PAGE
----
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Reflection on My Flatiron School Software Engineering Bootcamp

"A journey of a thousand miles begins with a single step."
-Chinese Proverb

About 5 months ago, I had taken my first step in my training to become a Software Engineer. Undoubtedly, it was nerve racking to move into a field that I had some experience in but to fully commit was another animal all together. That being said, I have NEVER regretted that decision since. Becoming a Software Engineer has been one of the best decisions of my life and I am incredibly grateful for the training I received at Flatiron School's Software Engineering Bootcamp program. Now, I know what you might be thinking, "He's probably been paid by them to say all this." I want to assure you, I am not being paid or given anything by Flatiron School to write this. What I'm about to tell you is purely to share my experience and will hopefully help you in making a decision on whether to put your first foot forward on your journey.

My Experience
To start, I will fully admit that I thought the software engineering bootcamps were gimmicks and not worth peoples' time. Obviously, I was completely wrong in that thought. In my time at Flatiron School, I learned more than I ever thought possible. In the time I spent at Flatiron, I have gained so much experience in JavaScript, React, Rails, Ruby, Sinatra, Semantic UI, Tailwind CSS, Algorithms, Data Structures, JSON, HTML, and CSS. No joke, I learned, in depth, how to use these software languages/platforms/concepts. Not only did I learn about them, I use them all on a daily basis when making web applications. The staff are very professional and have years of experience to help teach you the concepts. Honestly, I was shocked by the collective knowledge of all of the staff and their willingness to teach you everything they know.

My Advice
I will not sugar coat it, Flatiron's program is extremely intense! I spent between 12-14 hours every day just coding and learning. Keep in mind, this also included weekends as well. The time commitment alone caused many to drop out. Not to mention the intensity of the program and the density of the content. There were days I wasn't sure if I was going to be able to make it through the program. There are many friend and family events that I had to miss so that I could study. For the entirety of the program, the program was my life. I know this may seem dramatic or inflated but anyone who made it through the program can attest to this fact.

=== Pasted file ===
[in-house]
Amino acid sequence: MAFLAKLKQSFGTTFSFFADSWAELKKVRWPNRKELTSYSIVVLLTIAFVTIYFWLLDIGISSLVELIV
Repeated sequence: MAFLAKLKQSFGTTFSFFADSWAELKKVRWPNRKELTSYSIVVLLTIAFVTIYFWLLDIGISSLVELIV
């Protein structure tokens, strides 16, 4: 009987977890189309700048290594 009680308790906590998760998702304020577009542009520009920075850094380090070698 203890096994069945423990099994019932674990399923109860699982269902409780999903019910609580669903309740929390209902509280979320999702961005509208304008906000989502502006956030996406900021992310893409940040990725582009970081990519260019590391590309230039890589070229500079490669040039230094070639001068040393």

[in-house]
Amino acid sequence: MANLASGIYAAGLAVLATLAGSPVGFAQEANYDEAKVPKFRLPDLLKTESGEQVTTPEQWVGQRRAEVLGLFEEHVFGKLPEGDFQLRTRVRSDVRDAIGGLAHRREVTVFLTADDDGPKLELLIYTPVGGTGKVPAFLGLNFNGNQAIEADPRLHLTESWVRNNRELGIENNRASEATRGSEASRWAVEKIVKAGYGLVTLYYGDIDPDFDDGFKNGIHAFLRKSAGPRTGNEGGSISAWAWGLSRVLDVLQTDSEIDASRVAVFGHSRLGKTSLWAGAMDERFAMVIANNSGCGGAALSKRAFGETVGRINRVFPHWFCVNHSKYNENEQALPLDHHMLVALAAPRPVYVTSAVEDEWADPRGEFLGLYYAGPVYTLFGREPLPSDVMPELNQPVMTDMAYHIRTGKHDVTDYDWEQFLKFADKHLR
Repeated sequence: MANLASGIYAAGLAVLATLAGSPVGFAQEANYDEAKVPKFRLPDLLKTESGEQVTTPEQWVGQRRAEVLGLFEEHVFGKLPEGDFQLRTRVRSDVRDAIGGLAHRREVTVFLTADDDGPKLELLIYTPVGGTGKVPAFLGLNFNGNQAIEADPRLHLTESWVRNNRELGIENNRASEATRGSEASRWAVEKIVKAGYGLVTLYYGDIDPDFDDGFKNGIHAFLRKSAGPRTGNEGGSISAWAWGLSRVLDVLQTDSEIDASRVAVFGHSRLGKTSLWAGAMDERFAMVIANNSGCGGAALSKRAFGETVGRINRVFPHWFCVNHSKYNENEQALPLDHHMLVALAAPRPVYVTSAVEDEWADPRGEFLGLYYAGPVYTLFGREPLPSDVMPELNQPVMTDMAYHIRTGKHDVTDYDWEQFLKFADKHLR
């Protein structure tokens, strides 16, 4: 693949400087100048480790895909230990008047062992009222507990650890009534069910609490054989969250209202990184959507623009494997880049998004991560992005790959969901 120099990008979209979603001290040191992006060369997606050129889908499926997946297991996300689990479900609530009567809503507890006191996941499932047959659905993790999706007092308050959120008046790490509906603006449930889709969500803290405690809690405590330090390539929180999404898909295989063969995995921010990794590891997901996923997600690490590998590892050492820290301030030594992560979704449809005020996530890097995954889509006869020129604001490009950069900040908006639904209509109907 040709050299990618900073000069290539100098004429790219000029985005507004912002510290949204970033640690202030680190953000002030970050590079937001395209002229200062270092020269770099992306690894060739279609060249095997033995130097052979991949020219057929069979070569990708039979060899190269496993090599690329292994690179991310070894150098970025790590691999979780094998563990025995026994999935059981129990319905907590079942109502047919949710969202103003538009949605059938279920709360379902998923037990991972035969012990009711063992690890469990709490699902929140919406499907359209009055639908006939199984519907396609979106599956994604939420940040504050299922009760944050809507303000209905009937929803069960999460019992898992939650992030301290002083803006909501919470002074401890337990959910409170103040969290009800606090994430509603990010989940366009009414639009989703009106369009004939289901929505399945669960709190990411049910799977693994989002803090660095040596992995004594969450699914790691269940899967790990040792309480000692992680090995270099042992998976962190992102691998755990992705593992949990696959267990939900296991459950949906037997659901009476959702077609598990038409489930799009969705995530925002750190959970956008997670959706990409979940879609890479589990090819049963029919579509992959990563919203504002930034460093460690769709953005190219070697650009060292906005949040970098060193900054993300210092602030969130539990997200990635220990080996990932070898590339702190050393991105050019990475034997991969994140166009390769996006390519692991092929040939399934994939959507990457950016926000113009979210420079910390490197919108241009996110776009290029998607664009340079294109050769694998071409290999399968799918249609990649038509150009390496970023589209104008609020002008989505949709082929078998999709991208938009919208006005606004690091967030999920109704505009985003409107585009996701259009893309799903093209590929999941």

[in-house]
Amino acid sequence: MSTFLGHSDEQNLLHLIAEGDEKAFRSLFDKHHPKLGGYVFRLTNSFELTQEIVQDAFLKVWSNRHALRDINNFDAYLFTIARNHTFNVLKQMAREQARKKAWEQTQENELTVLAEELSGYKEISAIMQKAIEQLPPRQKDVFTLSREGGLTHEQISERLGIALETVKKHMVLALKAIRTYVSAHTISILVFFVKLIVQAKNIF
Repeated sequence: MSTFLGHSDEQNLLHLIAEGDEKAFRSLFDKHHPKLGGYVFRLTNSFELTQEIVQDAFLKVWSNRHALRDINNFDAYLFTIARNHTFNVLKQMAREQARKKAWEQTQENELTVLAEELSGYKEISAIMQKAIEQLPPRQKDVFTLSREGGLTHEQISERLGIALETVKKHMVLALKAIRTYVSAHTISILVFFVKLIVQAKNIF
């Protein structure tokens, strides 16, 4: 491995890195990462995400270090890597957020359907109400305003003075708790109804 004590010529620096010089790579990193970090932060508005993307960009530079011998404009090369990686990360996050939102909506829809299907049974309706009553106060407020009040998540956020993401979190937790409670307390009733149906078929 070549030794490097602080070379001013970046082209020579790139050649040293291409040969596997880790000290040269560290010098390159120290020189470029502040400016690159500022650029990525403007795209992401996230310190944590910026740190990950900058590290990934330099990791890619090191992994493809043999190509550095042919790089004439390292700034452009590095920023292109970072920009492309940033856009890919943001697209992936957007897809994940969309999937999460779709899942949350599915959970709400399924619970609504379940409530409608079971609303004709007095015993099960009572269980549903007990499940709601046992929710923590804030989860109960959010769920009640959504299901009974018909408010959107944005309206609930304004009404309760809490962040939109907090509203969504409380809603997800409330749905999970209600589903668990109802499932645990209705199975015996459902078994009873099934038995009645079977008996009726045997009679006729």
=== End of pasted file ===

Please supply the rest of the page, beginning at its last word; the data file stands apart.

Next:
What I said above is very intimidating and I don't blame you for being nervous after reading it. There is good news though, when you are in this program, it is meant to be a collective experience. What I mean by this is that the program is designed for you to rely on those around you. There were many late nights I spent working with those in my cohort to better understand concepts, prepare for code challenges, or to work on projects. Working with those around me helped me in so many ways. I have better experience working with others in software based projects, I have a better understanding of software concepts, and it helped me to know I wasn't alone in feeling overwhelmed at times. We all leaned on each other and that made the program so much more enjoyable and beneficial to my learning.

For those who may be starting a software engineering bootcamp program or considering joining one, this are some helpful tips that helped me in the program:

  • Rely on those around you! You are not alone in the program and you will find that your cohort mates will also be experiencing the same problems, struggles, and questions as you.
  • Don't be afraid to ask questions, even if you think it's a 'dumb' question. Most likely, someone else is wondering the same thing.
  • Go to study hall, make appointments with your TAs (teacher's assistants), ask questions to the TCs (technical coaches), go to social events. You will be amazed by the resources available to you and take advantage of the resources.
  • The internet is your best friend. If you don't understand something, your first reaction should be to look it up and see if you can find info about your issue.
  • Be prepared. Before going to lecture, read up on what is going to be talked about. Take notes on things you have questions on and don't be afraid to ask questions during lecture. Sometimes, the lecturers will have a worksheet that will ask questions to test your learning, these are very helpful and are a great resource.
  • Don't be afraid to express how you feel. Every Friday, Flatiron has a "Feelings Friday" where it is encouraged for you to talk about how you are feeling about the past week. It is very liberating to say how you are feeling and 9 times out of 10, those in your cohort feel the same exact way.
  • At home, make sure those around you know that you are in this program and ask for help, people will help you so that you have less to worry about and can focus on the program.
  • Practice as much as possible. Practice really does make perfect and the more practice you can get in during the program, the better off you will be. Labs are an excellent way to get practice on concepts and I highly recommend doing as many of them as you can.

I won't lie, taking the Software Engineering Bootcamp at Flatiron School was one of the hardest things I have ever done in my life. However, I also believe this to be one of the most rewarding experiences in my life. I know that bootcamp programs are very difficult but as the saying goes, "nothing worth having comes easily."

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